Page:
Absalom Jones was truly an extraordinary man for his time. Although he was born into slavery, he did not allow his "slave status" to prevent him from accomplishing truly remarkable things as an adult. In addition, he did not allow his position to define who he was or what he could become in life.
Absalom Jones was an African-American born on November 6, 1746 in Sussex, Delaware. When he was sixteen years old, he was sold to a storeowner in Philadelphia, Pennsylvania, by the name of Mr. Wynkoop. Fortunately, for Jones, he was blessed to be around a store clerk who taught him how to write. This was the start of unlimited possibilities for Jones.
On January 4, 1770 at the age of twenty-three, Jones married another slave by the name of Mary King. He was always determined to change his enslaved status. By 1778, he purchased his wife's freedom so that their children would be free and not be labelled with the " slave status." By 1785, he was triumphant in purchasing his own freedom. With a new status of "freed slave," his future possibilities began to grow.
Absalom Jones became a minister for black members in the interracial church known as St. George's Methodist Church. In 1787, Jones, along with Richard Allen, founded the Free African Society which was to help newly freed slaves in Philadelphia. At the beginning of 1791, Jones started holding religious services at Free African Society which became the start of a new church. Wanting to establish a black church independent of white control, Jones in 1792 founded the African Church. On July 17, 1794, this church became the first African Episcopal Church. This became an opportunity for Jones to speak out about anti-slavery during his sermons. Jones was ordained as a deacon in 1795 and as a priest in 1804. He was the first African American priest in the Episcopal Church. He became a bishop in 1816. Jones used his new position to allow him to fight for anti-slavery laws at the time of the Revolutionary War.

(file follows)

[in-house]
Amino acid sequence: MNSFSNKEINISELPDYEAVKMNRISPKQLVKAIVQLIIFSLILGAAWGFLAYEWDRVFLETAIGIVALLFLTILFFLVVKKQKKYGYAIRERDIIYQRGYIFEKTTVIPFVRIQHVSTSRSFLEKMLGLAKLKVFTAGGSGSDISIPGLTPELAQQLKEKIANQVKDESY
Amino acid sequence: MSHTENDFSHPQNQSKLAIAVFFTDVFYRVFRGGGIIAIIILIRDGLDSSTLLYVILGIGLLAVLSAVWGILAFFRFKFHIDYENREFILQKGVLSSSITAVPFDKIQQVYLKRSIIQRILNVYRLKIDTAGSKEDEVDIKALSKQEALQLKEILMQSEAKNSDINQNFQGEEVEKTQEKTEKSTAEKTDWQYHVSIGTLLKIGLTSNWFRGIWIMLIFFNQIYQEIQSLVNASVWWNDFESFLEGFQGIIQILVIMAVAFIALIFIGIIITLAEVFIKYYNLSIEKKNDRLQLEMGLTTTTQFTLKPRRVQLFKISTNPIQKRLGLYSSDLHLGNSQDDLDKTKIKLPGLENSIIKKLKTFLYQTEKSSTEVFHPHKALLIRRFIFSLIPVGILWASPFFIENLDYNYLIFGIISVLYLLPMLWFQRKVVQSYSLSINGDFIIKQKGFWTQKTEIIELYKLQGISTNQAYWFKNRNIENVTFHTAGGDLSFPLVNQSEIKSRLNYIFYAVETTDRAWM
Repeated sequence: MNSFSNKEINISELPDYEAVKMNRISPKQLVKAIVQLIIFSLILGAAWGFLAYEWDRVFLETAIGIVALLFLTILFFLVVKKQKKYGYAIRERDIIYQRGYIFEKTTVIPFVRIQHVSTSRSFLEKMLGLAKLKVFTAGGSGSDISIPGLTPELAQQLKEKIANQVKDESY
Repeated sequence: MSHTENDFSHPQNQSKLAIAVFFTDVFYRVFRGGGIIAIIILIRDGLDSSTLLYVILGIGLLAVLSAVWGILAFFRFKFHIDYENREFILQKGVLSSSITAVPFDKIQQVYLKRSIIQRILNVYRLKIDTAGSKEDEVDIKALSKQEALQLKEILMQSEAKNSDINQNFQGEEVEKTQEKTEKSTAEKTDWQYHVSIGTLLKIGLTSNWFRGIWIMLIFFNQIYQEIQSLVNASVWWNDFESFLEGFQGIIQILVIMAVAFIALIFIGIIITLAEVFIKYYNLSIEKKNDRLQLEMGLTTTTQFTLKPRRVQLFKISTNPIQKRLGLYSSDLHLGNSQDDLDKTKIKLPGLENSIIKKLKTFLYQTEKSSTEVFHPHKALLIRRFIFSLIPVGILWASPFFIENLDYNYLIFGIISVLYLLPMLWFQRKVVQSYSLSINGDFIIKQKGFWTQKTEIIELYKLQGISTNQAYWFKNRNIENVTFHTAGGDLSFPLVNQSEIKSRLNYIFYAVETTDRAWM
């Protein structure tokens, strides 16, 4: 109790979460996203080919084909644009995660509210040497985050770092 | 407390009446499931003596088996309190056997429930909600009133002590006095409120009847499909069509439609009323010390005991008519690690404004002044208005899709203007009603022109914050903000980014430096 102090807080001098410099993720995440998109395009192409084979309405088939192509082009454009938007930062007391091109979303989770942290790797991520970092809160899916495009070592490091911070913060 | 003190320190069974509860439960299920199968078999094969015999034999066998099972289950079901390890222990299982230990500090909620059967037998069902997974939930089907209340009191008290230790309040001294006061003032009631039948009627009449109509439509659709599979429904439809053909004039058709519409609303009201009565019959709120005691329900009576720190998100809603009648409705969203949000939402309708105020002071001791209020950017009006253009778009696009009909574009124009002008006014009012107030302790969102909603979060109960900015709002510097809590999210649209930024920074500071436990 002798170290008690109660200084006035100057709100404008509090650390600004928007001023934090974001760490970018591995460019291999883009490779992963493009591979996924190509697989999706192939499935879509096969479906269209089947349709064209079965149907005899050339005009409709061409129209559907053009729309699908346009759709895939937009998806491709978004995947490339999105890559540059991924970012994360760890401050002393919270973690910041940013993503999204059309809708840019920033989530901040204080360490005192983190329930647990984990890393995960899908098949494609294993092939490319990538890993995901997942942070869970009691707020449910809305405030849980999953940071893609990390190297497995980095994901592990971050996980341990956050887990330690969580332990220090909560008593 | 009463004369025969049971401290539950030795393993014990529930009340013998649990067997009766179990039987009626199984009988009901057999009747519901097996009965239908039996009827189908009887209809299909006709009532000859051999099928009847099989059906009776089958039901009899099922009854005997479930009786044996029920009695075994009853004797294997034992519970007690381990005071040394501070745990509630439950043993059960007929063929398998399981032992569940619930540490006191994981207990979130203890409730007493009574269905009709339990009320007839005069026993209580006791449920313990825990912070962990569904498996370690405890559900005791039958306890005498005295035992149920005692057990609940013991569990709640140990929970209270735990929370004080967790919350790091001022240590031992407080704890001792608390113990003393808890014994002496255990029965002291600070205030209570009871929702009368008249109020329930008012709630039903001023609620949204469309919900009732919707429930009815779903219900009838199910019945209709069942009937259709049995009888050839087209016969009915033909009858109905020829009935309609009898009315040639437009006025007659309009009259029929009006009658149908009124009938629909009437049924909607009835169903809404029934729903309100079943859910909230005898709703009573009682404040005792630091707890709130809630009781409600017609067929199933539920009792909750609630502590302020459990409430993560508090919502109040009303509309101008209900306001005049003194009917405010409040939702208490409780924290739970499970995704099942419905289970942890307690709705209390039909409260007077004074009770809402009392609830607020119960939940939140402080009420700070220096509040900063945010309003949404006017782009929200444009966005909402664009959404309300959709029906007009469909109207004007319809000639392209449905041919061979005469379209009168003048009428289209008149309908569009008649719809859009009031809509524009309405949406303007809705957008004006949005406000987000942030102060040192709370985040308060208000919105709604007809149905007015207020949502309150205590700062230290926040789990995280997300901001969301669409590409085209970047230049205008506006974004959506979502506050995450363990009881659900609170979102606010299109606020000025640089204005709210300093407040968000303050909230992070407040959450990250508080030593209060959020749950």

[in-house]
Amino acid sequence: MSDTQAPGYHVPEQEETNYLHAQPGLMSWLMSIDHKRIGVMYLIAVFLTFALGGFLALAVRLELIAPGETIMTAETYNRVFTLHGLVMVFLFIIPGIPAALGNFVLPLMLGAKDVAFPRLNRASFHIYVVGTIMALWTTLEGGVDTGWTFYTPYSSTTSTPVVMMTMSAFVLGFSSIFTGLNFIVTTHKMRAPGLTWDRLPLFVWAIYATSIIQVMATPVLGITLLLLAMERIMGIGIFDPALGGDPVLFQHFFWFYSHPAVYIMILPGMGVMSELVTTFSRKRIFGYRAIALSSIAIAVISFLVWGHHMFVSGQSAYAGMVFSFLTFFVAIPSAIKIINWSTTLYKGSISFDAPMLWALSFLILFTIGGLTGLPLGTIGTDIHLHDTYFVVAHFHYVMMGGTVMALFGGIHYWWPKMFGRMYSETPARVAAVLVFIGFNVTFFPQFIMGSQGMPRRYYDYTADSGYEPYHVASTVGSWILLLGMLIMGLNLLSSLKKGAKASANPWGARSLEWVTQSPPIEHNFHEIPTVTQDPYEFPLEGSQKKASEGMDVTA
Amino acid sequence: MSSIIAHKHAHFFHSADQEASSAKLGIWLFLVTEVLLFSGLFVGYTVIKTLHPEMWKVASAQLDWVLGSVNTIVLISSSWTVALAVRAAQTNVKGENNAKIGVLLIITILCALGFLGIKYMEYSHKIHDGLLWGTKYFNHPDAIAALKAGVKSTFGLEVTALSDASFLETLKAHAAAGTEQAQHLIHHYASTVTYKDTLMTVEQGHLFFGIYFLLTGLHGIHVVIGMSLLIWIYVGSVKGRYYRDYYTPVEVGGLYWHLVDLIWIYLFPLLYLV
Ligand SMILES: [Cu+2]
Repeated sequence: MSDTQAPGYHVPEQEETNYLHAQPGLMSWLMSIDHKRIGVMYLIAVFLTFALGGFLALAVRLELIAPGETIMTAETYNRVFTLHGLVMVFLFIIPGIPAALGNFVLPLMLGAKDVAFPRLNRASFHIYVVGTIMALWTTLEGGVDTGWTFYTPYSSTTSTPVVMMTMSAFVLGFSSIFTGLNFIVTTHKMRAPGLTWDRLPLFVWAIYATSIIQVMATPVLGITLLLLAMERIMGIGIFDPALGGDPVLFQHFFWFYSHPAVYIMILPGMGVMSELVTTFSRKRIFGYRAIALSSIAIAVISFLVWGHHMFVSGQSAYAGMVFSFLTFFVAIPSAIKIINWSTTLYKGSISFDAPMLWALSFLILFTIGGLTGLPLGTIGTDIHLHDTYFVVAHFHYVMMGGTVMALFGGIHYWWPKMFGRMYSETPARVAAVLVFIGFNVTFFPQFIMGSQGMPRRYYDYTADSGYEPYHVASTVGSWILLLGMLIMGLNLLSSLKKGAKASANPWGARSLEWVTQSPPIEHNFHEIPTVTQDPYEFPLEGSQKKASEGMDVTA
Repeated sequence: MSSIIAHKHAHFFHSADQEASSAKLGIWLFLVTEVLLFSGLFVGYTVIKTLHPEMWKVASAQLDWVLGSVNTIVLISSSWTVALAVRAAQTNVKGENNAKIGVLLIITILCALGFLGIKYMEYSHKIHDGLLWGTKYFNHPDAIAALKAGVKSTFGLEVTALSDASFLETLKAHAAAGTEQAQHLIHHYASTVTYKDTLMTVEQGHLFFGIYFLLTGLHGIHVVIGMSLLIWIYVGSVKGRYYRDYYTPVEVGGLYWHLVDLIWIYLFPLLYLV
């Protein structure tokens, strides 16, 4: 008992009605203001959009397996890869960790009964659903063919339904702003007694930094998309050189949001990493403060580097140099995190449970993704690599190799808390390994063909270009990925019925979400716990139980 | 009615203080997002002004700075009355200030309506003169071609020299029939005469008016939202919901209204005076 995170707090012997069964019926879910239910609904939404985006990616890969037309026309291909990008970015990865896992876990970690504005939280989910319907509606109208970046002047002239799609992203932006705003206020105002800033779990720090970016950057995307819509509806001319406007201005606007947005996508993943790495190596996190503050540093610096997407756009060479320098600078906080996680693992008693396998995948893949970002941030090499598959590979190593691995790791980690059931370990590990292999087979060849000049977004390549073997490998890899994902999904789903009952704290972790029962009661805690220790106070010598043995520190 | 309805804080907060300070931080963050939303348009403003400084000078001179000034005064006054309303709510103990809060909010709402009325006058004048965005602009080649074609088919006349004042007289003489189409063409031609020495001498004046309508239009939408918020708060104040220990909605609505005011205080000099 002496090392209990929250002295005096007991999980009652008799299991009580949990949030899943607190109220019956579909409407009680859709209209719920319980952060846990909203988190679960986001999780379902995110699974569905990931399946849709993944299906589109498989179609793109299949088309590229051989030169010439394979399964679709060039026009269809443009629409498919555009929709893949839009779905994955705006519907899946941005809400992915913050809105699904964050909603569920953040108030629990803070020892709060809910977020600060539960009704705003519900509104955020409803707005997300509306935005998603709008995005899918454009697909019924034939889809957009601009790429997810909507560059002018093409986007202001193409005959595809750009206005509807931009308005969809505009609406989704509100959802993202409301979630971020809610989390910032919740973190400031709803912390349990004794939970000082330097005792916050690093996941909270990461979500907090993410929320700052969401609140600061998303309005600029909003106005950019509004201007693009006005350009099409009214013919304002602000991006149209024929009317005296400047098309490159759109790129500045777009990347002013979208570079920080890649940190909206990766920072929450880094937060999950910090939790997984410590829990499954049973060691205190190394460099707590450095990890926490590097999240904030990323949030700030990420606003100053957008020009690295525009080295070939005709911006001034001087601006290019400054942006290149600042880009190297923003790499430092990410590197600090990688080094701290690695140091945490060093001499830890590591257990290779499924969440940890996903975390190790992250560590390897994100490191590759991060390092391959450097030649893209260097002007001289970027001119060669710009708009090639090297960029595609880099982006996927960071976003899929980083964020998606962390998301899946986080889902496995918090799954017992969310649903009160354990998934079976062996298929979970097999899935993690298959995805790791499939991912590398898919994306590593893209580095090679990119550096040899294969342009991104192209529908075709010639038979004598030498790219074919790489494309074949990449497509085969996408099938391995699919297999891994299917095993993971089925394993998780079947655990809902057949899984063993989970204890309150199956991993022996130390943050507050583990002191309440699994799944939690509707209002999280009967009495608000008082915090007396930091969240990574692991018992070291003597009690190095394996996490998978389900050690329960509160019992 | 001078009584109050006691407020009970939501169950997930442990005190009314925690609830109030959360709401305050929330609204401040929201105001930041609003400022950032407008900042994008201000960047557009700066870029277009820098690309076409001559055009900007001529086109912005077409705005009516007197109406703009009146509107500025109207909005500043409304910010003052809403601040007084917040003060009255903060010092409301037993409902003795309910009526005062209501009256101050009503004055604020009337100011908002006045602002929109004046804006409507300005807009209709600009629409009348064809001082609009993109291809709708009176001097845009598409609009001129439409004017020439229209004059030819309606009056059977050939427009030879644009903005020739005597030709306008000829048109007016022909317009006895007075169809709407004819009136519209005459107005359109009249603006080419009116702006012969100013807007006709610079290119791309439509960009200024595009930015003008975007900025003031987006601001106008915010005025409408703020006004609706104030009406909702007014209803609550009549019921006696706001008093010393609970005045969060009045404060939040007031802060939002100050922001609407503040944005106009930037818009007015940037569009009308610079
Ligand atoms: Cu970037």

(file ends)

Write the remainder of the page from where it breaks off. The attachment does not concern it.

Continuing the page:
Throughout his life, Absalom Jones demonstrated determination. He always took advantage of his opportunities to create change and to do what was right. He never allowed his born slave status define him. Even though he did not really have a military role in the war or an actual role, Jones was truly an extraordinary man who can be viewed as a hero to me for his magnificent accomplishments.